Freshman Keitel reminds O’Connor of former defender

Coach Seamus O’Connor said freshman Emily Keitel plays like ex-Owl Erin Lafferty.

Coach Seamus O’Connor packed his bags on a blistering cold day in December and drove to Lancaster, Pennsylvania to scout a particular player.

His wife didn’t understand why he was making the trip, since he had a 7 p.m. flight booked to London.

O’Connor was willing to risk missing his flight to make the recruiting trip.

He had his eyes set on a certain player, but freshman Emily Keitel stole his attention instead.

“I was like, ‘Holy smokes, who the heck is this kid?’” O’Connor said. “Then I started really recruiting her hard. It was literally just luck that I happened to be watching one kid and she went up against Emily that day. And Emily dominated her.”

While watching Keitel play, O’Connor saw similarities to former defender Erin Lafferty’s game.

Lafferty started in all 79 games from 2012-15, finishing her career with the most games played in school history. She became a reliable scoring threat in her senior season, converting all four of her penalty kick attempts and tallying a career-high seven goals.

In eight games, Keitel has one assist and 671 minutes played.

While Keitel may not be at Lafferty’s level yet, O’Connor saw things in her at which Lafferty excelled, like heading the ball and her ability to strike the ball. Both players also stand at 5-foot-9 inches and play the centerback position.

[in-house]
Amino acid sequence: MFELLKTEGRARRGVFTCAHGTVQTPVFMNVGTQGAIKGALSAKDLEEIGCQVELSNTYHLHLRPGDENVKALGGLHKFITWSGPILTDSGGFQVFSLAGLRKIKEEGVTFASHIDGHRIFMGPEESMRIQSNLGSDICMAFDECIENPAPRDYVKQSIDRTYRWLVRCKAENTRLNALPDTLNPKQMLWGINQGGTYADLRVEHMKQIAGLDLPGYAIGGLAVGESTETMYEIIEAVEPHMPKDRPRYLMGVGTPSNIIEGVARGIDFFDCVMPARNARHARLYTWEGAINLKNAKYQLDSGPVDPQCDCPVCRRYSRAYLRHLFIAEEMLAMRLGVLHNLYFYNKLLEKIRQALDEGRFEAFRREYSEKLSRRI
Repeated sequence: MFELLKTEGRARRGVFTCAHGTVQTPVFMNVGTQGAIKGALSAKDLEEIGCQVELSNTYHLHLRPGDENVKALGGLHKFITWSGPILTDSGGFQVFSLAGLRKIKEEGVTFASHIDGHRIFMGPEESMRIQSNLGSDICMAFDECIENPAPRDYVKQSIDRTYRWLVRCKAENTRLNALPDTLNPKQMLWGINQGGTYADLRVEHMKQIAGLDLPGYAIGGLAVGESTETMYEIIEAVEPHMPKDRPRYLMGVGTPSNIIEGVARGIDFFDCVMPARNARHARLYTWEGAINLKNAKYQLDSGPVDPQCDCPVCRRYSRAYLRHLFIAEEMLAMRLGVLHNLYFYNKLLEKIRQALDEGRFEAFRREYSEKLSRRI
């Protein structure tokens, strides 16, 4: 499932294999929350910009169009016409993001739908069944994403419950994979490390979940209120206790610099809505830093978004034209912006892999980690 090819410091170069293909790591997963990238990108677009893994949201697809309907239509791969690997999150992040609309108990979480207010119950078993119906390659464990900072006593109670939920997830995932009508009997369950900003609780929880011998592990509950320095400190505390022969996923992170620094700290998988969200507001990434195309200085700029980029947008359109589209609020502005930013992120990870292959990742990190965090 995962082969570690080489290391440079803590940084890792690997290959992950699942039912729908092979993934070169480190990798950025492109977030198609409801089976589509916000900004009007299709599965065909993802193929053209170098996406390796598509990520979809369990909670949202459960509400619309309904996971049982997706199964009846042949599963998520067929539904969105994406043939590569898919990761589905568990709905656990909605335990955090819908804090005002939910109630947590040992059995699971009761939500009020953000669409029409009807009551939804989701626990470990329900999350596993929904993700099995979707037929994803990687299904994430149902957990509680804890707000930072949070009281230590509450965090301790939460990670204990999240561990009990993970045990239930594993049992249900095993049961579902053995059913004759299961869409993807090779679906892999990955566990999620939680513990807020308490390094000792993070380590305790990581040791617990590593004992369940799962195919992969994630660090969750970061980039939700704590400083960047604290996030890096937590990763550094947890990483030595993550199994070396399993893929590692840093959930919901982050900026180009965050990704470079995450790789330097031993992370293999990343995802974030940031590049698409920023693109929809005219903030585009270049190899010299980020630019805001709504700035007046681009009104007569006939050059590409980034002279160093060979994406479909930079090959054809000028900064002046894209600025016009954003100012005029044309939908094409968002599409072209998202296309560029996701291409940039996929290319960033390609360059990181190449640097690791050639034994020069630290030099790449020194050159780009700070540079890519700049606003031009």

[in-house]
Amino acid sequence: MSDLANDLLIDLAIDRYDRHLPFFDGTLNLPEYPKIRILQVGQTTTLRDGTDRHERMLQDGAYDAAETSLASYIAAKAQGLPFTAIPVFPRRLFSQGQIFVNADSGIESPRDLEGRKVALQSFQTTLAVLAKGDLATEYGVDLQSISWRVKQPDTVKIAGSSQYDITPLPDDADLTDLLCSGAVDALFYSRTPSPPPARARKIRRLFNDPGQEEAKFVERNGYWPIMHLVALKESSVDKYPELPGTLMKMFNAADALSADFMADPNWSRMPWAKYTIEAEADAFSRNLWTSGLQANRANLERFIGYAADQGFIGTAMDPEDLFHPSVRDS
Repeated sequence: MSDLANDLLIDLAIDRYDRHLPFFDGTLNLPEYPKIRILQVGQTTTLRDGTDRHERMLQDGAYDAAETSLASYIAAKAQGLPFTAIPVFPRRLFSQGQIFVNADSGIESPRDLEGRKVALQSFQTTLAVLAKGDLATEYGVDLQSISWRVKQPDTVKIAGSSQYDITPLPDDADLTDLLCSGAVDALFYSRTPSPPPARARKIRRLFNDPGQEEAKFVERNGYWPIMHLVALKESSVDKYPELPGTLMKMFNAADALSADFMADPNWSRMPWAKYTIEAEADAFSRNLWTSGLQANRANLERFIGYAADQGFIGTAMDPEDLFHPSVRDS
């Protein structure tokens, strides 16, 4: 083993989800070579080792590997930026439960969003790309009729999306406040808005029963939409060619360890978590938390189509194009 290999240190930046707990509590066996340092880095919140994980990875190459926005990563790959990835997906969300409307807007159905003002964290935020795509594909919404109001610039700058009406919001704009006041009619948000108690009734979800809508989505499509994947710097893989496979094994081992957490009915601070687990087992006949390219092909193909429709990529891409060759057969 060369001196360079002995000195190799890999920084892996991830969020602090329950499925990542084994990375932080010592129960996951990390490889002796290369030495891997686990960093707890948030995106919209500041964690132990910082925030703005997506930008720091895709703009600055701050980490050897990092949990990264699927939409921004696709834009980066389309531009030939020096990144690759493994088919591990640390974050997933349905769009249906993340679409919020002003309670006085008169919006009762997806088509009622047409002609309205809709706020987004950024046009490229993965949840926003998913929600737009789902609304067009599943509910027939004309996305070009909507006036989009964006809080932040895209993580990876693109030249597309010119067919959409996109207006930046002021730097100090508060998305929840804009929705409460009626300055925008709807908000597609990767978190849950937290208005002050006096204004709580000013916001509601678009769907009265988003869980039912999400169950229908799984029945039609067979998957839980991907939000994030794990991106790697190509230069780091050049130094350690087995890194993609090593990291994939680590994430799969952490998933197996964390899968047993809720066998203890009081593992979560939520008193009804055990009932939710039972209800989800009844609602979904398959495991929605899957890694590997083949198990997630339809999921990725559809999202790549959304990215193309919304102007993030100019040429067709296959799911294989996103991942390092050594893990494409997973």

Once Keitel moved to Temple in June, Owls’ strength and conditioning coach Sam Whitney got her started on the same training model he used to build Lafferty.

O’Connor said it’s usually pretty difficult for freshmen to get adjusted to the speed of college level soccer, but the early training has helped Keitel become an immediate impact player for Temple.

“[Whitney] had a great platform with Erin Lafferty, who was a tremendous center back and Emily is kind of our new Erin Lafferty,” O’Connor said. He added that Whitney worked on Keitel’s speed, her jumping and her ability to head the ball.

O’Connor said that bravery is another trait Keitel and Lafferty share.

In the game against Princeton University on Sept. 9, Keitel’s brave play forced her to exit a game early.

A ball was kicked to midfield as Keitel contested a Princeton defender for a header. While making a play on the ball, she collided heads with the defender, which left her lying on the ground.

O’Connor ran out to the field with the trainer, and everything looked OK until he saw the other side of Keitel’s face.

There was a deep gash on the left side of her face right above her eyebrow.

O’Connor said it was the most blood he’d seen in a long time.

Keitel left that game to get seven stitches in order to stop the bleeding.

“She put her face out for the team,” freshman midfielder Morgan Morocco said. “That definitely shows a lot of leadership.”

Keitel went on to miss the next two out of four games. She missed the game against Binghamton University because of the stitches, and missed the New Jersey Institute of Technology game because of a nagging knee injury.

O’Connor said Keitel is a vital part of the Owls’ success and that he wanted her well rested for American Athletic Conference play.

The Owls, who finished 4-4-1 in The American last season, start conference play against Memphis this Thursday at 3:30 p.m. at The Temple Sports Complex.

Temple (3-7) has lost five of its last six games.

“She has soccer IQ, so she knows what’s going on all over the field,” Morocco said. “She’s definitely one of our biggest assets to the defense. She talks, she gets the ball out, she communicates.”

Tom Ignudo can be reached at

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